Archive for June, 2009
The redevelopment recommended in the Virginia Beach City Council Resort Area Strategic Action Plan is incompatible with Oceana jet operations.
The Resort Area Strategic Action Plan specifies high-density residential condominiums, apartments and offices planned for the entire area from Laskin Road to Rudee Loop. The development of high density would be significant encroachment by the city into noise zones 65 db, 70 db and 75 db as shown in the Air Installations Compatibility Use Zones (AICUZ) map.
The plan shows three general areas for redevelopment: North Beach, Central Beach and South Beach. North Beach is the area near Laskin Road. The Laskin Road corridor development will, in the initial phase, include a condo/apartment complex in the block from Pacific Ave. to Artic Ave and will be in a 65db area. Other high density development will eventually follow along Laskin Road and adjacent streets. The area from Laskin Road to 19th St. is scheduled for additional high-density development throughout. Much of that area is in the 70db zone and the area around the Birdneck Road/Laskin Road intersection is within an APZ2.
What game is the Virginia Beach City Council playing with Oceana Naval Air Station?
City Council has encroached on Oceana throughout the last 30 years or so. Council encroached so much and so frequently that in 2005 the United States Navy decided to include Oceana on the new Base Realignment And Closure (BRAC) candidate list. Finally, the Navy got city council’s undivided attention.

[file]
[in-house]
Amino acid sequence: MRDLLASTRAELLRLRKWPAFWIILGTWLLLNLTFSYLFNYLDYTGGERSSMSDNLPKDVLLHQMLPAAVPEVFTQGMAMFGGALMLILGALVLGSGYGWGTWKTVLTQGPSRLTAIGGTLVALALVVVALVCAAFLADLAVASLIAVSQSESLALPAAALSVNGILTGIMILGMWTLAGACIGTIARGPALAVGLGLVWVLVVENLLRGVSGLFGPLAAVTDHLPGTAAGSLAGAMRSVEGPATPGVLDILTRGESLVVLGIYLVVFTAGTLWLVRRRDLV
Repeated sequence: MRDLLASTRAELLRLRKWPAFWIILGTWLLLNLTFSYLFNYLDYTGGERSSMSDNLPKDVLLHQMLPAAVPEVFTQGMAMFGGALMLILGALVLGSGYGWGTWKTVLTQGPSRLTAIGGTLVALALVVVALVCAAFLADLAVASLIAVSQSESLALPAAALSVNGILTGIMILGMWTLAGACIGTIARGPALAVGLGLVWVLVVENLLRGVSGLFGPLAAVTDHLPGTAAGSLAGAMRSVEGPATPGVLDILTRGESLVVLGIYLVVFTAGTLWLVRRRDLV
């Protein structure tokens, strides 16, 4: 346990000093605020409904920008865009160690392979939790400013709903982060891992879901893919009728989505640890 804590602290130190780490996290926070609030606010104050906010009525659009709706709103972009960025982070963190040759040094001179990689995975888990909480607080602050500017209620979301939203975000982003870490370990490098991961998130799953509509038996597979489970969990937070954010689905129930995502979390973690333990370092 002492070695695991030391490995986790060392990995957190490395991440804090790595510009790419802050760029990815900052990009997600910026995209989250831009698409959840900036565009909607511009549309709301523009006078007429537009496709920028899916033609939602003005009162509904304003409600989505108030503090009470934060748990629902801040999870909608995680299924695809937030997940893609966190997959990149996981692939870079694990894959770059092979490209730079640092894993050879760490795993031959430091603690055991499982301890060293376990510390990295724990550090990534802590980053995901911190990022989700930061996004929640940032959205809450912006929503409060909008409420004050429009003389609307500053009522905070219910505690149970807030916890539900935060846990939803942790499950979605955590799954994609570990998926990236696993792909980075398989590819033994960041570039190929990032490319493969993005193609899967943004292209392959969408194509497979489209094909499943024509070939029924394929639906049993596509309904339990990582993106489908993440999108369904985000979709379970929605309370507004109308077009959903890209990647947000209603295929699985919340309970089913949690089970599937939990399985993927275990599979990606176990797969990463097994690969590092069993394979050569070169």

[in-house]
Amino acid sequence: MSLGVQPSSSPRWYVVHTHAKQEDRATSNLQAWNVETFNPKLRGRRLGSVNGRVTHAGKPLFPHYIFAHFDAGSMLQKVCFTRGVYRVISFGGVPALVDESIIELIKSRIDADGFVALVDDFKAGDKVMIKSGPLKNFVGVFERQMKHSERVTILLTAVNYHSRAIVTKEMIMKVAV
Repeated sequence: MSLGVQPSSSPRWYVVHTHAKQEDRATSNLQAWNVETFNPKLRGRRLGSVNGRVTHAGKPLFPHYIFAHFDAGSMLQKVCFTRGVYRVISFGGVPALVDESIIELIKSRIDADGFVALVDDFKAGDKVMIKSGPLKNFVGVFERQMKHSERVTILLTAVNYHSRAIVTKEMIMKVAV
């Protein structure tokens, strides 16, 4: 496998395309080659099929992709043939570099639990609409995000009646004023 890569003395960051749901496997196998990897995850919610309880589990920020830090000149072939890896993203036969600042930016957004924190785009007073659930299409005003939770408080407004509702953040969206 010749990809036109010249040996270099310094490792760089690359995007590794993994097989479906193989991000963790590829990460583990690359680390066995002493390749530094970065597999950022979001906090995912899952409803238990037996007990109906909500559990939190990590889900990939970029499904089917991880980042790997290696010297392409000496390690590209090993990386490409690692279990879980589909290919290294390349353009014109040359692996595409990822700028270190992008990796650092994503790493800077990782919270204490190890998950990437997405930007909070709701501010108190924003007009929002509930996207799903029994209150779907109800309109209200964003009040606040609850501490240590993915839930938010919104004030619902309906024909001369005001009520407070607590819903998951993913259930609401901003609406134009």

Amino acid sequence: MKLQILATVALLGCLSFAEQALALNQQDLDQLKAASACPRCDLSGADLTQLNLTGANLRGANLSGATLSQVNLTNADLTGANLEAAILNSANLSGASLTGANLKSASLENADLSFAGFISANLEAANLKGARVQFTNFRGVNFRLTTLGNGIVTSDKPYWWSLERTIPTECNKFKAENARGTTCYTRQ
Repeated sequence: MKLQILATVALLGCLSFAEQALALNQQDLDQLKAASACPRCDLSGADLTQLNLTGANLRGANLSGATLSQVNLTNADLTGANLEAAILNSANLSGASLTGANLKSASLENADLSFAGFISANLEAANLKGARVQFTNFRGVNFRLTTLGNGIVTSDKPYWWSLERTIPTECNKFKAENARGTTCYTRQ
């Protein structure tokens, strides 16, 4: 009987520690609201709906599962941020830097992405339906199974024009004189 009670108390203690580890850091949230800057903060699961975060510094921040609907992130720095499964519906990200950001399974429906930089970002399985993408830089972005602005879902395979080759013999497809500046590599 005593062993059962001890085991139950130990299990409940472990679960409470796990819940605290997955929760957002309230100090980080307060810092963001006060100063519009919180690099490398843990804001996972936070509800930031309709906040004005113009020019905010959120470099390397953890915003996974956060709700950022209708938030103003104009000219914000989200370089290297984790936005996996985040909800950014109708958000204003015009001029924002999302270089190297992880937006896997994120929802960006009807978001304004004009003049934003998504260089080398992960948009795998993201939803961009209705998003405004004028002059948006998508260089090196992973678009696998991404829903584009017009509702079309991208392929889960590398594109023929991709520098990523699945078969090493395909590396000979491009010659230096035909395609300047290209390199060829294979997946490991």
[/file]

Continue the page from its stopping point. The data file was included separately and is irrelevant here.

Council barely escaped from the BRAC commission decision to close Oceana and Oceana has remained open as a jet training base. Subsequently, council has worked with Oceana to develop a Memorandum Of Understanding (MOU) in which council would discuss pending redevelopment projects with Oceana to stay within the memorandum guidelines.
On May 29th the city of Virginia Beach declared restrictive easements on a number of properties in the Inter-facility Traffic Area (ITA) and conveyed those properties to the Navy. A Navy spokesperson stated that the city and the Navy are working together to prevent future encroachment. And that the base will remain viable as long as no more encroachment occurs. It was also pointed out that Oceana is the city’s largest employer with more than 16,000 military and civilian personnel and a gross payroll of more than $1.18 billion.